• Anthony D Redden


So, the lights went down and the peanut M&M’s were opened. Dr Pepper by my side and a nervous anticipation for the next 2 hours. I must admit from the off that I’m a fan of DC movies, I prefer their darker grittier edge over Marvels bright colours and jokes. I quite liked Batman V Superman: Dawn of Justice, despite not really favouring Ben Affleck’s portrayal of Batman. But this is a film about the origins of the Joker, surely the greatest villain character in the whole of comic book history? The trailers lead me to believe it would be dark, and an intense sensory plummet into mental decline, with plenty of violent undertones - but will it be any good?

Okay, there’s no point drawing my verdict out, this film is amazing. I was blown away by pretty much everything. Joaquin Phoenix (Her 2013, Walk the Line 2005) who plays Arthur Fleck/Joker gives a masterclass in acting and is surely in contention for much recognition and award. The writing by Todd Phillips (The Hangover 2009) and Scott Silver (8 Mile 2002) is great and drip feeds Fleck’s life as he is slowly pushed to darker and darker places. He is plagued by feelings of obscurity and inconsequence, toying with the idea of suicide, he eventually finds some solace when almost accidental acts change people’s opinion of him. People begin to take notice of his embittered and desperate actions. In a world ruled by the rich, there’s a need for the common person to have a voice, and Arthur Fleck becomes a driving part of that movement. Robert De Niro (Raging Bull 1980, Taxi Driver 1976) plays chat show host Murray Franklin, and is a fine, if somewhat brief compliment to Phoenix’s emotional performance.

From the start I felt on edge and a little uncomfortable. As the film went on, I literally felt like anything could happen, and when it does, my god it tore at my sensibilities. Okay no spoilers, but there are some disturbing scenes in this film and a fair bit of violence, its no John Wick, but the violence is so intense and explosive against the onslaught of abuse Fleck is absorbing, that it can sometimes take you by surprise. We get to see a young Bruce Wayne and a rather unpleasant Thomas Wayne, but despite the connections to Batman, there’s not a superhero in sight. However, there are definitely some scenes that DC fans will appreciate.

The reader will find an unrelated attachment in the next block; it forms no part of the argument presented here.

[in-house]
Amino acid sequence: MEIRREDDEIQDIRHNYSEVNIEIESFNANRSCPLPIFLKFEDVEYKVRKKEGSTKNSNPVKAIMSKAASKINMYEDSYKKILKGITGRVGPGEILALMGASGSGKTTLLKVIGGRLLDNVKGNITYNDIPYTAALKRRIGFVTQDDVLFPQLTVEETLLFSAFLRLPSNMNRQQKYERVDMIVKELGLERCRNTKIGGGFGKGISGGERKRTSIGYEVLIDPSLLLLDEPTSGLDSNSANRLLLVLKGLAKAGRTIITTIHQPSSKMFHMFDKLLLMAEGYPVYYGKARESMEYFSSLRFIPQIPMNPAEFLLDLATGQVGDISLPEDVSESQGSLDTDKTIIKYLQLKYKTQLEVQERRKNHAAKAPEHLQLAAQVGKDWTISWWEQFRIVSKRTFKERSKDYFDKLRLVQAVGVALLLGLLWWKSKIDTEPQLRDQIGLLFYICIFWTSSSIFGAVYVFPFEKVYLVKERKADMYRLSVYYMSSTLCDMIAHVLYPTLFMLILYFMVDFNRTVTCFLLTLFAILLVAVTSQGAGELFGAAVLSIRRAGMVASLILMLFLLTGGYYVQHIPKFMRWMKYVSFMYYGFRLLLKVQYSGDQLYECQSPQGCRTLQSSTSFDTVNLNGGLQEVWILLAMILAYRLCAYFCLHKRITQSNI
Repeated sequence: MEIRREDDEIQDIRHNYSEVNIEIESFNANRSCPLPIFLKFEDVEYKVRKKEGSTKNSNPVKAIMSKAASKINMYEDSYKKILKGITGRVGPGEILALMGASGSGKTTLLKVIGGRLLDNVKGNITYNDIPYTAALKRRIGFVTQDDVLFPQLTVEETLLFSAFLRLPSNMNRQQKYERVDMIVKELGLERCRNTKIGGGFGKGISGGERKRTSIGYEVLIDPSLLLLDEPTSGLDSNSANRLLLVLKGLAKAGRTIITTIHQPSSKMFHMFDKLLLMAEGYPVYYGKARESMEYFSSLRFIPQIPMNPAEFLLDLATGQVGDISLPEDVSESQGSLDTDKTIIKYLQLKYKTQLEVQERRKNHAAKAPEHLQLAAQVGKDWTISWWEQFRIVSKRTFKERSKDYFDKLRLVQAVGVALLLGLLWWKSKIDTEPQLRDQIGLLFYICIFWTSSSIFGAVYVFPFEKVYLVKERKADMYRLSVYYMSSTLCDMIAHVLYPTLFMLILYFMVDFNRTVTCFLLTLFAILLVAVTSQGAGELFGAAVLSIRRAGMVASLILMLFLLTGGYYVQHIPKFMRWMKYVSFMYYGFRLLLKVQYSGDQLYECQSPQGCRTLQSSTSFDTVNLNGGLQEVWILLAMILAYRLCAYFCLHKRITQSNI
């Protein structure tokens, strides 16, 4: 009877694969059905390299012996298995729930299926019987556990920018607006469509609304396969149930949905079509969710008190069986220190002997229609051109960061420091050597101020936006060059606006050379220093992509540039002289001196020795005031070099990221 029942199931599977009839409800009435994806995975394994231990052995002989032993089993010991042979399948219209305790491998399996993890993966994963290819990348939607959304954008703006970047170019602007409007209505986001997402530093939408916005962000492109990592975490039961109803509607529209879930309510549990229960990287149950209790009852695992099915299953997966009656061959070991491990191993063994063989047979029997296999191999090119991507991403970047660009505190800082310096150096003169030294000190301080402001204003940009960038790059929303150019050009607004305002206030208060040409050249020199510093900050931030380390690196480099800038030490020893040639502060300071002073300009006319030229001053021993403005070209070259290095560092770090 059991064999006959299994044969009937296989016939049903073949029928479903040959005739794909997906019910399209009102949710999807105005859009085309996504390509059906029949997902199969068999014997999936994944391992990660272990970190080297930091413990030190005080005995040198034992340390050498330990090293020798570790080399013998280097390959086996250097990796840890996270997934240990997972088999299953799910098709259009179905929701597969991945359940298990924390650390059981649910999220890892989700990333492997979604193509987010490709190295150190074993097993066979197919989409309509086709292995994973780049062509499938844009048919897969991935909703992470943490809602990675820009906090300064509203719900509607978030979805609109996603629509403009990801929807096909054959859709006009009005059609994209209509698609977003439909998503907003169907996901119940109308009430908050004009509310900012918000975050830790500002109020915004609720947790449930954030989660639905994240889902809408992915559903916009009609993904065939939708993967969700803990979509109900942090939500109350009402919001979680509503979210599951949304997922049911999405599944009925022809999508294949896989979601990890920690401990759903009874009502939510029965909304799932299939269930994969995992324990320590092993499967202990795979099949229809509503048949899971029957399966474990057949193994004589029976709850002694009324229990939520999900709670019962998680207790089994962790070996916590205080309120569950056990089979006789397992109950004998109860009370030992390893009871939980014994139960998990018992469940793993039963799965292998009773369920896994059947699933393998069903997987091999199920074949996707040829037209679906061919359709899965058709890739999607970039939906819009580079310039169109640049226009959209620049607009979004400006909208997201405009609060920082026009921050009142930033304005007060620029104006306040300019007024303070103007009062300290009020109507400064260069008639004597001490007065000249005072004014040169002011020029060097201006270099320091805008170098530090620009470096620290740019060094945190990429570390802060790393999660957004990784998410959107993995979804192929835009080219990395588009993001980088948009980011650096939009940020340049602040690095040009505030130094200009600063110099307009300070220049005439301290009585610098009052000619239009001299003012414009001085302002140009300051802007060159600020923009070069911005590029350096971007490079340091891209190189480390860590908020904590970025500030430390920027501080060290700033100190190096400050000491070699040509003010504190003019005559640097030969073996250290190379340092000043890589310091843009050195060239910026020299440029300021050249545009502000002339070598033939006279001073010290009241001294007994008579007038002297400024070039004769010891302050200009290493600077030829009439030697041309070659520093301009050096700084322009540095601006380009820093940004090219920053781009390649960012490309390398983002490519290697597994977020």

This film was hard-hitting and brilliantly executed. A fine showcase performance by Phoenix. But the question I’m sure you want answering is how he compares to Heath Ledger’s (The Dark Knight 2008) Joker. My answer would be a cop out, look a good performance is a good performance. The Joker’s are different and yet so similar. This is the first time I’ve seen a live action film give us so much Joker and it was awesome. Ledger or Phoenix? Well I’ll let you decide.

My opinion is Joker is well worth your money to see on the big screen.

FYI - No point hanging around for post credit scenes because there aren’t any, so you are free to grab your coat and leave soon as 'the end' appears. This is a film with a clear if exaggerated message about society and mental health. Probably the best film I’ve seen this year or in fact for many years. If there was one complaint it was the woman sat in front of me with the stupid bloody big bun on her head, and the guy with tiny bladder syndrome. Sometimes people just make you wanna burn the city down and start a riot.

9.5 out of 10

Director Todd Phillips

Written by Todd Phillips & Scott Silver

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